Third Angel use Oilipuian ‘restrictions’ in the devising of stories as well as a tool in the end user experience. But Hall’s example from Third Angel recalls both videogame mapography and boardgames. Where From Here [2001] featured two people in a white room and it was a story about a relationship falling apart,” Says Hall. “The way in which they talked about the rooms that the bits of the relationship were in was interesting though. The rooms were made of white board and the two actors had to draw floor plans, but they had to draw them with their eyes shut. So that was a theatrical version of a Oulipuian restriction or a Perecian restriction..”

Where from Here (2001)

Here too there’s a gaming parallel in the kind of scenarios modern games provide for players. How can I release Yorda from the cage? How can I get ghouls and humans to live in harmony? How can I follow the train, CJ? The way Chris Hall describes it, Oulipu presents a set of game-like restrictions to prompt creative actions. “And creative problem solving,” He suggests. “Which is where sometimes the magic happens. On The Machine, we didn’t know how we were going to light it until we were in the space. I imagined it being very ‘forth wall’, with the performers in a row on a stage. But it wasn’t until we were in the space all together we decided to use radio mics rather than handheld mics and make it into a square. It’s a box.” The result was immersive, bringing the audience ‘into’ the performance as avatar-like characters. Each of us was sat nearer one of the four performers in particular and felt like we were on their team.

The Machine offers a rich Swiss army knife of tools and rules that twist the audience’s blood. So is Perec’s story – and Third Angel’s production in particular – more a process rather than a story? More a game than a play? “It’s not a story,” Hall suggests. “But it does have an emotional arc. Because it ends on silence. And that repeats. I don’t know whether the emotional arc is intentional or not.” I’d suggest it is, but that might be a result of my gameified approach. The Machine is a framework that we operate and that operates on us in turn. In so doing we bring it to life, in the same way that the game worlds of the likes of Grand Theft Auto and The Sims come to life with our engagement with them. The Machine is a story system. We bring the narrative.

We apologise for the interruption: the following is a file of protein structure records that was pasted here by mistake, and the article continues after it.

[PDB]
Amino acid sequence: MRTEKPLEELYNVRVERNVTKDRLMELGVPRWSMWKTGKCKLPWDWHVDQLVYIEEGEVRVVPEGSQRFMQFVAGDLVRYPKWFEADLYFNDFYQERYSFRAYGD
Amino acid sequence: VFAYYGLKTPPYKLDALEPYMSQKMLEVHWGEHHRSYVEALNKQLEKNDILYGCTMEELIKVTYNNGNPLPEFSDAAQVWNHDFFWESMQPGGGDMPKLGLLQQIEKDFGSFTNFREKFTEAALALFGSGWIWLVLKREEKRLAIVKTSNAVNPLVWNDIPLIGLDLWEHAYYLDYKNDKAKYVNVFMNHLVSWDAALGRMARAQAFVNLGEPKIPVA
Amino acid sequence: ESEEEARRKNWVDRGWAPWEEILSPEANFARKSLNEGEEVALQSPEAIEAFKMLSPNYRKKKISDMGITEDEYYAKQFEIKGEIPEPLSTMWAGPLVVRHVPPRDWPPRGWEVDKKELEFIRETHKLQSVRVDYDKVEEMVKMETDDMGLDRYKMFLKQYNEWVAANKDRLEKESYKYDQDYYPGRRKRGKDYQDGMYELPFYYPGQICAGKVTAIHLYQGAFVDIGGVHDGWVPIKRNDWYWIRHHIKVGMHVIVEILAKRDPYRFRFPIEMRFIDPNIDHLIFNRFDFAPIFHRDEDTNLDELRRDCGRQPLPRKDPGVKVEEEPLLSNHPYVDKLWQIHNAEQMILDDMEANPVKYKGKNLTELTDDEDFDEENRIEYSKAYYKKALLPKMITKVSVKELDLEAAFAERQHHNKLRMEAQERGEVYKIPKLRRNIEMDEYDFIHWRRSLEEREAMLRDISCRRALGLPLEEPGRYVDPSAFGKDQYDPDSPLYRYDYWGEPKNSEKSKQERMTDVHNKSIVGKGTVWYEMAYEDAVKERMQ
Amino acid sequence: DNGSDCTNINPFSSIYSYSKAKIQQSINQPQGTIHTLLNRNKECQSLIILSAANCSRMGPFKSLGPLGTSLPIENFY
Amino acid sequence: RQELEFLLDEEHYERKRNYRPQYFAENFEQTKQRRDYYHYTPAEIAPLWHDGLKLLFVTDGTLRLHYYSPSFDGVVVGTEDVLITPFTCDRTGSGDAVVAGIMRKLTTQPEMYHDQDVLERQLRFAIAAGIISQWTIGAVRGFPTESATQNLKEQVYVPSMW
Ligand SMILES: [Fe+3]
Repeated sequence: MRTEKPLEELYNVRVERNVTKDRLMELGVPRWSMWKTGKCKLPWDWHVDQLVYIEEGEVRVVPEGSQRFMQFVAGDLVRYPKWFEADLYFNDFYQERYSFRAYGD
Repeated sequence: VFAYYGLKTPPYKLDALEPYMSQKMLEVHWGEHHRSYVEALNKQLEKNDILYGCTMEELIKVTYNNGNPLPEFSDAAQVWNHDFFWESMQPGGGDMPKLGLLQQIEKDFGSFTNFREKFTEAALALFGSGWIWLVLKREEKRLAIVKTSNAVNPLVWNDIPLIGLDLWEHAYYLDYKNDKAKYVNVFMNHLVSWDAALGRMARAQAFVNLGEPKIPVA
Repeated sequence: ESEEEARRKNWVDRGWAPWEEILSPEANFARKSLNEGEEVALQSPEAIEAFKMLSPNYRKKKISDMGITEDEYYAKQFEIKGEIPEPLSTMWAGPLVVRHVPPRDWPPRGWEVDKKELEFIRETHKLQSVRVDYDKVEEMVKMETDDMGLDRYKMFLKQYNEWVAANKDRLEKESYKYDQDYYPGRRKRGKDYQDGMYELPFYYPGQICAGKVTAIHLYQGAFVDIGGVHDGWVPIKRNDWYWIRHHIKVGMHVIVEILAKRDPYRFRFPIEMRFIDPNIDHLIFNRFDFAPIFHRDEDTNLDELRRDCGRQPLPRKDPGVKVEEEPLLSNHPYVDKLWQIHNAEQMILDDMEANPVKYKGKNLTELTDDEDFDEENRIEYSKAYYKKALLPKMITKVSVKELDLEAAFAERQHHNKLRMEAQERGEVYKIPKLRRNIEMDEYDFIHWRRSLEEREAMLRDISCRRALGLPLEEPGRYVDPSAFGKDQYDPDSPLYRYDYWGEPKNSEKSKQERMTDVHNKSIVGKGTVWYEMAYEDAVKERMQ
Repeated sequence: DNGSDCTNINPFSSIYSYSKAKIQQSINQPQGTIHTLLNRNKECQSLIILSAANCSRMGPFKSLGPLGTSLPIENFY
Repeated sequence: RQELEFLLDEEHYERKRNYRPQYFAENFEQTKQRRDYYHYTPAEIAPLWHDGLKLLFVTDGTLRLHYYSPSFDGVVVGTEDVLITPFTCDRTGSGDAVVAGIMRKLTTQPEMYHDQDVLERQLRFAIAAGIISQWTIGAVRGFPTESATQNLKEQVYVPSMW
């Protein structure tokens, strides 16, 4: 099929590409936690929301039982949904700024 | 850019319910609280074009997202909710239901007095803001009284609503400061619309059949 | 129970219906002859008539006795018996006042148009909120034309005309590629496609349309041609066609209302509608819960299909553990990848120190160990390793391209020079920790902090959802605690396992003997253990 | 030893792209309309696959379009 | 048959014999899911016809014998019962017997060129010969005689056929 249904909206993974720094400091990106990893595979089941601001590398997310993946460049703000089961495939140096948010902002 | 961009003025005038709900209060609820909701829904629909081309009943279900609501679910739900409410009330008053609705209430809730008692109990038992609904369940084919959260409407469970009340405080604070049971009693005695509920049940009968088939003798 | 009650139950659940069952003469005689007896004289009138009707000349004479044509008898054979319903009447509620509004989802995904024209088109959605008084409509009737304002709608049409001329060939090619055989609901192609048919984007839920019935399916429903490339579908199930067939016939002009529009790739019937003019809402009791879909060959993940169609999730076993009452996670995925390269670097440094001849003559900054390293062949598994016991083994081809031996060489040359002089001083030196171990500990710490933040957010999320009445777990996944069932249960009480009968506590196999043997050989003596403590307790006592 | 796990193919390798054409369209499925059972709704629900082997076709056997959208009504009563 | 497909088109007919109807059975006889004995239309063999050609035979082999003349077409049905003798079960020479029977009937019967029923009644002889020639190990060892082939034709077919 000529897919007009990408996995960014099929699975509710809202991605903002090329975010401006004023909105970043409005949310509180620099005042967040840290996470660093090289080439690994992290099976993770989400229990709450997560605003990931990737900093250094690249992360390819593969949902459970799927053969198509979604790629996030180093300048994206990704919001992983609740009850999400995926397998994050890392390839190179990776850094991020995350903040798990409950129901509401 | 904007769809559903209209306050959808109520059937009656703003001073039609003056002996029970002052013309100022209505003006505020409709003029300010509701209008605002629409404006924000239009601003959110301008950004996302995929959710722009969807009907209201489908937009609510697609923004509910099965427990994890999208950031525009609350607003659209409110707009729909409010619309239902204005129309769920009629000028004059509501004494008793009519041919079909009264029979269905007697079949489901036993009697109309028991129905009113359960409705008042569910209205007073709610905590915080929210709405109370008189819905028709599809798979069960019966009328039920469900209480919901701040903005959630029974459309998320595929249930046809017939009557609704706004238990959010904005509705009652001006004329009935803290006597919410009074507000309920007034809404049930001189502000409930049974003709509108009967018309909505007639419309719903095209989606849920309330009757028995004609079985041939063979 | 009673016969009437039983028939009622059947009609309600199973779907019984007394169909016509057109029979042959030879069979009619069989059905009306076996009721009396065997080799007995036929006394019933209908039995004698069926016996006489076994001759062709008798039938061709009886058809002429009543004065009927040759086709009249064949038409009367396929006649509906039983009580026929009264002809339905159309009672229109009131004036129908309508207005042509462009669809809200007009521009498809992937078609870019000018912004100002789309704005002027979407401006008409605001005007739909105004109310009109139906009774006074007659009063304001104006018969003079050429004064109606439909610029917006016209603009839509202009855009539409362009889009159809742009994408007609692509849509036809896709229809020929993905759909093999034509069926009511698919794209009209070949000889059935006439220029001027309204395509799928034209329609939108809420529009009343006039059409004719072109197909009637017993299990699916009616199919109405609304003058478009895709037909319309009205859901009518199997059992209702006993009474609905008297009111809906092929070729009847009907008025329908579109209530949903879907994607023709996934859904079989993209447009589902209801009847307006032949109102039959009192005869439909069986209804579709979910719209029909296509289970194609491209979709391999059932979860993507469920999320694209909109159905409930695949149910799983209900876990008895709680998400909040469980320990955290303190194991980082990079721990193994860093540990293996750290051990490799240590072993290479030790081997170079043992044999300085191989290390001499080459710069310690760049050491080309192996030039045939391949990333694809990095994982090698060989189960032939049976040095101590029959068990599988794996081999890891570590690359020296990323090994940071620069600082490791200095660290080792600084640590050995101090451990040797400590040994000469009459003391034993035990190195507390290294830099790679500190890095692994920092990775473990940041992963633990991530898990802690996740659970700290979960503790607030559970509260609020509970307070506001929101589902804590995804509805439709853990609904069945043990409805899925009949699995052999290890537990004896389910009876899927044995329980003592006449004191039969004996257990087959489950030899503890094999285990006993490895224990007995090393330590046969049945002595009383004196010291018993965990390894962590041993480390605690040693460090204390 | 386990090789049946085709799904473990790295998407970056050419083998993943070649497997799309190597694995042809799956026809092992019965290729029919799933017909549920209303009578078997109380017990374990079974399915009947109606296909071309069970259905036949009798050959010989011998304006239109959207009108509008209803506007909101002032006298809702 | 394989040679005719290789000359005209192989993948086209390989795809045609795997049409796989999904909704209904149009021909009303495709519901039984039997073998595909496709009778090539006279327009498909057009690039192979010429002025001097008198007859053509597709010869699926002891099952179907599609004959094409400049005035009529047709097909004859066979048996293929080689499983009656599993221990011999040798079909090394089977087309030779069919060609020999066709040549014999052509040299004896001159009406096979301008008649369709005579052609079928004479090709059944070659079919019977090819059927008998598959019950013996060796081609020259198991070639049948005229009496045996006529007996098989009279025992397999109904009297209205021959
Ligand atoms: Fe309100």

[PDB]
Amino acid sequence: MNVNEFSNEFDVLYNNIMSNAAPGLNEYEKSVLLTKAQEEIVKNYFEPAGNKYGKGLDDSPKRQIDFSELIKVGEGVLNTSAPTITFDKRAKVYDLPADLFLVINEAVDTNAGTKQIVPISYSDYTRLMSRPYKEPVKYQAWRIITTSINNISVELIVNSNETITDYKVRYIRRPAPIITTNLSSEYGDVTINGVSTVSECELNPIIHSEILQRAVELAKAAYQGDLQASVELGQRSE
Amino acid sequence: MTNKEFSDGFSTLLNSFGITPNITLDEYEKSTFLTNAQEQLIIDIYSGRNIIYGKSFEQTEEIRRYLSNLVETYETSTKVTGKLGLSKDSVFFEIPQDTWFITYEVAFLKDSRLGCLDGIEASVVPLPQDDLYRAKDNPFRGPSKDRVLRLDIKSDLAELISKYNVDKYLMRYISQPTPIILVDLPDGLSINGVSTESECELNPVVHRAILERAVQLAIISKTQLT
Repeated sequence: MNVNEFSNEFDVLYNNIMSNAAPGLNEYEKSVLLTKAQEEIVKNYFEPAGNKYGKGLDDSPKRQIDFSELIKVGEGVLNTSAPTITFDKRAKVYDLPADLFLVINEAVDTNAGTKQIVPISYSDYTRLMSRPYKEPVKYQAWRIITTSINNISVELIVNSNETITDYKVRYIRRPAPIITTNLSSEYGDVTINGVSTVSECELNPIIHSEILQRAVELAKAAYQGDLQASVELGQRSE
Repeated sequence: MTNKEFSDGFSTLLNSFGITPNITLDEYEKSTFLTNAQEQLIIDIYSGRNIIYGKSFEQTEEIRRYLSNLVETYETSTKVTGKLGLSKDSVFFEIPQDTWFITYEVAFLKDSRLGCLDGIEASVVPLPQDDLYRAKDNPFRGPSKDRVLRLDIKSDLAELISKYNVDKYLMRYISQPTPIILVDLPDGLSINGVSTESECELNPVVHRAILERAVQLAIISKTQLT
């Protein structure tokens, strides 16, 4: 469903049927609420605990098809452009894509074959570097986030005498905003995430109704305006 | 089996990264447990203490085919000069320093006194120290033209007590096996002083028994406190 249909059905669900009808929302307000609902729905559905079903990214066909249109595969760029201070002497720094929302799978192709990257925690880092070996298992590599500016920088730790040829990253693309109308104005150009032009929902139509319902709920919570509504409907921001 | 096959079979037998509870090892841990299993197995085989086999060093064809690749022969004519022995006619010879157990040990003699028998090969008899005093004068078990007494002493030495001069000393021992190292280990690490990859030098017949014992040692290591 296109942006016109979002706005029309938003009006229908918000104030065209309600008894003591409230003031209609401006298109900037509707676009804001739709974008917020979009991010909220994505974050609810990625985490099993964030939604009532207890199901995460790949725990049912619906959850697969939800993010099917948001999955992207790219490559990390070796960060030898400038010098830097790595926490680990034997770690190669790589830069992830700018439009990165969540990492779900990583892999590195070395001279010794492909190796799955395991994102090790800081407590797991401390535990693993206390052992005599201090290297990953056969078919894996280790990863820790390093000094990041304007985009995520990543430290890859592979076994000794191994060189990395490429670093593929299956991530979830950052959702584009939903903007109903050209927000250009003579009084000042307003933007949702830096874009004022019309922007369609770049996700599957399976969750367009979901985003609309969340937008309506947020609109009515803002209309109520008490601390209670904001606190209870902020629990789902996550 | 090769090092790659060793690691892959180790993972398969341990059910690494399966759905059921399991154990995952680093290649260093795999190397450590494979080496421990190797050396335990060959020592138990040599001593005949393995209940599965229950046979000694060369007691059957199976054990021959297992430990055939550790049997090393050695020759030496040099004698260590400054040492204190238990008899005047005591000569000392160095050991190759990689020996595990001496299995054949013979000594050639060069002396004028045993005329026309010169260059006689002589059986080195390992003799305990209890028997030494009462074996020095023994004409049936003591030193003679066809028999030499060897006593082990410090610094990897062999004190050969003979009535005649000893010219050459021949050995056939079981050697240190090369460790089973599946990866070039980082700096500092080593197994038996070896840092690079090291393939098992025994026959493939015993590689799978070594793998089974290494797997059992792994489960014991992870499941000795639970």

The Sims 3 – Town Life Stuff

The apex of this comes with Chris’s description of how The Machine might work with other poems. “One of the things I did think about was substituting Ramblers Lullaby for an iconic English poem like Wordsworth’s ‘I Wanderd Lonely As A Cloud’.” The idea is you’d basically take the program routines, such as ‘recitation in groups of three’, and my favourite, ‘nouns are replaced by nth noun following in University of Chicago Spanish Dictionary’ and apply them to a different poem. Every Fallout 3′er who’s played under the shadow of permadeath; every Skyrim player who’s named their avatar after a Tolkein character, has engaged in this kind of play – and the likes of Something Else’s SuperMes is a consistently engaging experiment in this area – but The Machine’s human element means it remains thrillingly, unsettlingly, untethered by comparison.

The Machine is touring. Visit The Third Angel website for more information.

Category: Interviews, Performance, Videogames